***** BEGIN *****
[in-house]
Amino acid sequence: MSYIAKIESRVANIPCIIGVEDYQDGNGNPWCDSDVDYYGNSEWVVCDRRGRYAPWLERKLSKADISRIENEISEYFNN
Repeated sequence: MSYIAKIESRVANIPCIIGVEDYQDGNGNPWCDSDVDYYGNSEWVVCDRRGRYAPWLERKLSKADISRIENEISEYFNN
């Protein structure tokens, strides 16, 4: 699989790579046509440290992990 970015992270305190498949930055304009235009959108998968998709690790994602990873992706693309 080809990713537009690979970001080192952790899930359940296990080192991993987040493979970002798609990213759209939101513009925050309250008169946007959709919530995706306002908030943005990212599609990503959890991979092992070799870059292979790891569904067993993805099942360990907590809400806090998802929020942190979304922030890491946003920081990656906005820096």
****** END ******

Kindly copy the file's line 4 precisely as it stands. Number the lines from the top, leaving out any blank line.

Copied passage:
């Protein structure tokens, strides 16, 4: 699989790579046509440290992990 970015992270305190498949930055304009235009959108998968998709690790994602990873992706693309 080809990713537009690979970001080192952790899930359940296990080192991993987040493979970002798609990213759209939101513009925050309250008169946007959709919530995706306002908030943005990212599609990503959890991979092992070799870059292979790891569904067993993805099942360990907590809400806090998802929020942190979304922030890491946003920081990656906005820096």